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Re: "Minor" Counties

Postby David Sedgwick » Tue Jun 29, 2010 2:05 pm

Brian Valentine wrote:It is frustrating that a true Minor County can meet a "Major" county in the final stages that merely has jettisoned a few stronger players, who may have been unavailble anyway. It is not easy to fix this, but maybe there could be some check back to the average gradings in the qualifying competition?

No sour grapes from Bedfordshire this year, we didn't do well enough to qualify even playing against other true minor counties.

That would preclude the SCCU from fielding any teams in the Minor. All six counties are initially seeking to qualify for the National Stages of the Open Division and have a realistic prospect of so doing. They'll all want to field their strongest available players in the Union Qualifying Stages.

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Re: "Minor" Counties

Postby Richard Bates » Tue Jun 29, 2010 2:39 pm

David Sedgwick wrote:
Brian Valentine wrote:It is frustrating that a true Minor County can meet a "Major" county in the final stages that merely has jettisoned a few stronger players, who may have been unavailble anyway. It is not easy to fix this, but maybe there could be some check back to the average gradings in the qualifying competition?

No sour grapes from Bedfordshire this year, we didn't do well enough to qualify even playing against other true minor counties.

That would preclude the SCCU from fielding any teams in the Minor. All six counties are initially seeking to qualify for the National Stages of the Open Division and have a realistic prospect of so doing. They'll all want to field their strongest available players in the Union Qualifying Stages.


I suppose that depends whether there might be any other counties who might consider affiliating to the SCCU if they felt they had a chance of MInor qualification/nomination. Although if one was going down this sort of route it would make more sense perhaps if counties were required to 'self-define' themselves as Minor counties at the start of the year. But then that could decimate the Open competition if some of the weaker unions opted out.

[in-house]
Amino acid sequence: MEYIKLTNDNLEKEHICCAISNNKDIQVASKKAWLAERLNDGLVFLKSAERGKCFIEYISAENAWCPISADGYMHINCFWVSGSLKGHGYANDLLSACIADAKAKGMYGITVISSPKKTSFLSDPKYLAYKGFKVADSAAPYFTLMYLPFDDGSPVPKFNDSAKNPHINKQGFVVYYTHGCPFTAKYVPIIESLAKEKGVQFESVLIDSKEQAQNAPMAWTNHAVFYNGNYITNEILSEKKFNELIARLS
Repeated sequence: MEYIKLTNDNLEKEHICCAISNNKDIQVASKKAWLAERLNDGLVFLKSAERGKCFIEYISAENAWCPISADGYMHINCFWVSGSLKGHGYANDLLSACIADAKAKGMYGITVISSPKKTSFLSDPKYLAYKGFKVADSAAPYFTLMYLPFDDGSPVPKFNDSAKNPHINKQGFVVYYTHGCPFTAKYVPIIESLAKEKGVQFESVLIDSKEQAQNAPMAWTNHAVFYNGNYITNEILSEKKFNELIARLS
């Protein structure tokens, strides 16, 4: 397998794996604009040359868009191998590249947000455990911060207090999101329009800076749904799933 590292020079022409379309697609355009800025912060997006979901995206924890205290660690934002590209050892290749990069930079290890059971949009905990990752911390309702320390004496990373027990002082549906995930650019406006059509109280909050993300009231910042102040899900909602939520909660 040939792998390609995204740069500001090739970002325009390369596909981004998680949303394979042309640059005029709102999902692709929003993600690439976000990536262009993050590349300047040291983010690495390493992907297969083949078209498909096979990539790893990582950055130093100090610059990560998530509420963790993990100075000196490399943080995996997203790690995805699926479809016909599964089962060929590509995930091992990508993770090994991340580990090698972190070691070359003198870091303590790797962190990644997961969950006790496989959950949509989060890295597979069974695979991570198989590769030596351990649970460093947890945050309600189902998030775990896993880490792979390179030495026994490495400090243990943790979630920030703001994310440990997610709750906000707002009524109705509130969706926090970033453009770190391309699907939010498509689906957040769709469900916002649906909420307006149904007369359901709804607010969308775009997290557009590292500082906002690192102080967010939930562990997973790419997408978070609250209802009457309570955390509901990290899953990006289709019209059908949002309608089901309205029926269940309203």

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Joey Stewart
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Re: "Minor" Counties

Postby Joey Stewart » Tue Jun 29, 2010 3:44 pm

Sean Hewitt wrote:Joey - don't you ever bother to find things out for yourself?


I have always thought that asking individuals with great experience in the matter qualifies as 'finding out'.

It does seem that this system, created to lend a bit of support to the smaller and weaker counties, seems to be rife for abuse - in fact not even abuse, as the open level entrants are not doing anything wrong other then taking advantage of bad grading limits to add another trophy to the cabinet.

I think they should just scrap the minor counties and force everyone to either enter the open (where most of them belong) or to enter one of the graded sections, such as under 180.
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Richard Bates
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Re: "Minor" Counties

Postby Richard Bates » Tue Jun 29, 2010 4:38 pm

Joey Stewart wrote:
Sean Hewitt wrote:Joey - don't you ever bother to find things out for yourself?


I have always thought that asking individuals with great experience in the matter qualifies as 'finding out'.

It does seem that this system, created to lend a bit of support to the smaller and weaker counties, seems to be rife for abuse - in fact not even abuse, as the open level entrants are not doing anything wrong other then taking advantage of bad grading limits to add another trophy to the cabinet.

I think they should just scrap the minor counties and force everyone to either enter the open (where most of them belong) or to enter one of the graded sections, such as under 180.


They're not "taking advantage of bad grading limits" (this year anyway, possibly in the past) - to play in the Minor Counties requires the stronger counties to put out substantially weakened teams. Middlesex put out a team averaging over 200 in one match earlier in the season! Shaving 20pts a board is no mean feat.

You also don't seem to have appreciated the point that in the SCCU there is no distinction between "Minor" and "Major" Counties - everyone is attempting to qualify for the Open. Nomination for the Minor Counties is a consolation prize.

Clearly under the "average" regulations the larger counties in the competition will still have an advantage - the greater number and range of players to choose from will make it far easier to put out a team very close to the maximum permitted average. Also there is the potential problem of "sacrificing" one or possibly two low boards to enable the higher boards to have a far higher average. Perhaps there is the potential for refinement eg. minimum number of players below 180 or maximum number above 190 etc.

It would be interesting to know, however, whether the SCCU really does have far significantly greater overall strength (in depth) or whether there are other factors (consistently competitive matches, better/easier transport links?) which also mean that the strength within the Union is better unlocked.